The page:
Associate Professor Director, Parent and Family Education Program
Room 286 McNH
1985 Buford Ave
Saint Paul, MN 55108
Areas of Interest
Social context influences on parent learning
Technology integration in non-formal teaching and adult learning
Parenting education and the preparation of parenting and family educators
Family engagement in education
Ph.D., Child and Family Studies - University of Wisconsin, Madison
M.S., Nutrition - Pennsylvania State University, University Park
B.S., Foods and Nutrition - Drexel University, Philadelphia
Honors & Awards
2015 OUtstanding Paper, Family and Consumer Science Rsearch Journal, American Association of Family and Consumer Science
2015 Outstanding Article in Education, Family and Consumer Science Research Journal, American Association of Family and Consumer Science
2012 Faculty Adviser of the Year (Graduate and Professional Student Association), University of Minnesota
2012-2016 Guest Professor, University of Iceland, School of Education
2005 Paul M. Poffenberger Teaching, Advising and Mentoring Award, College of Agriculture and Natural Resources, University of Maryland, College Park
2004 George F. Kramer Practitioner of the Year Award, College of Health and Human Performance, University of Maryland, College Park
2001 Muriel Sloan Communitarian Award, College of Health and Human Performance, University of Maryland, College Park
2000 State Specialist of the Year Award (Service Less than seven years), Maryland Extension Specialists Association
Teaching & Learning
FSoS 4155: Parent-Child Relationships
FSoS 5932: Intro to Parent Education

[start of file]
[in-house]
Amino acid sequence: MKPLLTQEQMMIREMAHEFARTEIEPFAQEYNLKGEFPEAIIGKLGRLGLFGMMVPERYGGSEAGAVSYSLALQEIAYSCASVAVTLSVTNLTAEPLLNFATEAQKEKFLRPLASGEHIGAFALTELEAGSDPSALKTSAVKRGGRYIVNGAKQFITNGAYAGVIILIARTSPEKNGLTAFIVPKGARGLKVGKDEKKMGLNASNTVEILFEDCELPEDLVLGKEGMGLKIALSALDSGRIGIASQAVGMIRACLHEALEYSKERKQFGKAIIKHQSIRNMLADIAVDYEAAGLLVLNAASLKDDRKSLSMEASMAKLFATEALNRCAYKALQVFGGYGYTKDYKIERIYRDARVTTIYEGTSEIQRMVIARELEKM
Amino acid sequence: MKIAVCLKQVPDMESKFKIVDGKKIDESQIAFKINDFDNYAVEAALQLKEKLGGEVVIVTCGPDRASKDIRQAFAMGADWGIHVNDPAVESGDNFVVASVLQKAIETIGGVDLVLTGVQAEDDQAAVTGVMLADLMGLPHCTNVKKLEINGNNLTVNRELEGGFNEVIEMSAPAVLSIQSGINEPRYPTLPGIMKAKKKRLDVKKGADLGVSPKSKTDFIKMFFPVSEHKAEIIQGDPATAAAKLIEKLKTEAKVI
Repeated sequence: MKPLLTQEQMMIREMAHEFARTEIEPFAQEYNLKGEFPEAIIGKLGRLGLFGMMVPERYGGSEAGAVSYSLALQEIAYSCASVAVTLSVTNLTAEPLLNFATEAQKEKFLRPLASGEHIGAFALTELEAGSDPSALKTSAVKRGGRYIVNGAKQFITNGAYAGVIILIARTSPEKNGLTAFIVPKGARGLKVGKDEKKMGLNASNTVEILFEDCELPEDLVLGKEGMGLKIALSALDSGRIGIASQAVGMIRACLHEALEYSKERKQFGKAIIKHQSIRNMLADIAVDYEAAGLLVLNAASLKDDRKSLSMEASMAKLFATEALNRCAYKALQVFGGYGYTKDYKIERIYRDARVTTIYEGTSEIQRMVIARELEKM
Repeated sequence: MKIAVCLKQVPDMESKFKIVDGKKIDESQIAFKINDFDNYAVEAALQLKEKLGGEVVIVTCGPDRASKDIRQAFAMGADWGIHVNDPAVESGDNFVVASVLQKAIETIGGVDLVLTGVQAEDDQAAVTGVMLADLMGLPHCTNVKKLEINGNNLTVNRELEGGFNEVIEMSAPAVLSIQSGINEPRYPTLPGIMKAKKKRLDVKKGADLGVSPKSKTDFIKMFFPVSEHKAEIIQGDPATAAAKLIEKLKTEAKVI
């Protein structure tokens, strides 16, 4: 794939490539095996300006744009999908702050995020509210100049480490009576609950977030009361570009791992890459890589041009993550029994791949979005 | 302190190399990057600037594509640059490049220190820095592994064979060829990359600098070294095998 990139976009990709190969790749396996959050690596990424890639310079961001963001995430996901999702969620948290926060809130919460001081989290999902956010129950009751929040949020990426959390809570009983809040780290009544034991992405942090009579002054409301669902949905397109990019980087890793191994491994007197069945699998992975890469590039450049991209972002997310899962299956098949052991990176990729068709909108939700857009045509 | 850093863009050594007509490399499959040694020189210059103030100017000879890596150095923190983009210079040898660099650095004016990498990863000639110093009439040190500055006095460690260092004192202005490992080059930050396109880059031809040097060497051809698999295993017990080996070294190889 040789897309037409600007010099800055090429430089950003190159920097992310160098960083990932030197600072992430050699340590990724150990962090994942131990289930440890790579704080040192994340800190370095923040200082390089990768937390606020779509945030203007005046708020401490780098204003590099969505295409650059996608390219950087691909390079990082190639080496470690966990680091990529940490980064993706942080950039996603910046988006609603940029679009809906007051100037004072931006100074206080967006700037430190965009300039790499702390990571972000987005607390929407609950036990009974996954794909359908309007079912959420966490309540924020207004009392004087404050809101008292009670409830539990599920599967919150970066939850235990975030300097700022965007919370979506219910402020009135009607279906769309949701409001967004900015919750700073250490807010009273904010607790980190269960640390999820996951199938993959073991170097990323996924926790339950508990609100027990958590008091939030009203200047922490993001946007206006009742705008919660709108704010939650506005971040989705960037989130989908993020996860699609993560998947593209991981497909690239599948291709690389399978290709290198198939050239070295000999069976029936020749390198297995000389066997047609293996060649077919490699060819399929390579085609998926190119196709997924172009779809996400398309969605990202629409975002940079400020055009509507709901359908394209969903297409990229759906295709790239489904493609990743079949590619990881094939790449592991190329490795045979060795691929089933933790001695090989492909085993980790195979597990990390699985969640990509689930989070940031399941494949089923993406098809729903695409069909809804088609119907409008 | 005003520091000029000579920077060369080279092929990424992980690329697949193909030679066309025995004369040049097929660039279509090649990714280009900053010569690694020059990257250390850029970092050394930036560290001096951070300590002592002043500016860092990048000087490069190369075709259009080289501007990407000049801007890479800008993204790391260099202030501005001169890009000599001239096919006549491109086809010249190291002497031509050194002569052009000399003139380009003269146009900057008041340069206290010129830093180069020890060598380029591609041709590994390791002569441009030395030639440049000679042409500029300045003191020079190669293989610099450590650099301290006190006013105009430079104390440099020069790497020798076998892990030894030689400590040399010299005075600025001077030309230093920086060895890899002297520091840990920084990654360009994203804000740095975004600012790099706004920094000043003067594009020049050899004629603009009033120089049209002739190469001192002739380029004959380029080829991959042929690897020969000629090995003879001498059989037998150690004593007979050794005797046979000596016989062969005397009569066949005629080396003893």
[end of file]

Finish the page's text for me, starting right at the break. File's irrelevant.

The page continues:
FSoS 5937: Parent-Child Interaction
FSoS 5943: Parent Development and Adult Learning
FSoS 5944: Curriculum Development in Parent Education
FSoS 5946: Assessment and Evaluation in Parent Education
Research & Discovery
The primary focus of my research is on social context influences on parenting, specifically on processes and structures that promote parent learning and parent well-being (the parent learning ecology). These social context influences include the communities and networks that parents belong to, the more formal structures in educational programs they may participate in, and wider public policies that affect family life. In the last 10 years, my research has focused on technology as integrated in parents’ lives, and as tools and the Internet as an environment for parent learning and social interaction. The Parenting 2.0 research project collected and analyzed baseline data on parents’ use of technology. This work integrates and informs my work in the professional development of parenting educators and in the design of effective parenting education programs, described below.
The Parentopia project involves the design of a web-based application that complements parent learning and engagement through Minnesota’s Early Childhood Family Education (ECFE) program. With co-PI Loren Terveen in Computer Sciences, a 3 year NSF grant enabled research with parents and staff in the St Paul Public Schools to identify technology as a hybrid for face to face interactions to facilitate parents’ social learning interactions within their classes, with their personal networks and across the ECFE program. The platform designed is informed by my re-conceptualizations of parent learning that build on existing theoretical frameworks. The Parentopia platform is now being implemented as a new mobile-friendly platform is being designed during the 2016-2017 academic year.
Parenting and family educators’ integration of technology in practice is related area of research. My years of instruction and directing online degree programs reinforces the fact that, as it is essential that all education professionals are comfortable and supported in selecting new media to enhance learning, educators who work in community-based settings with parents require particular attention. My research has identified the technology acceptance attitudes and more novel use of technologies to be influenced by personal and workplace conditions, including the quality of training and technical assistance. In the fall of 2016 collaboration with the National Council on Family Relations will conduct a national survey of family life educators’ technology use.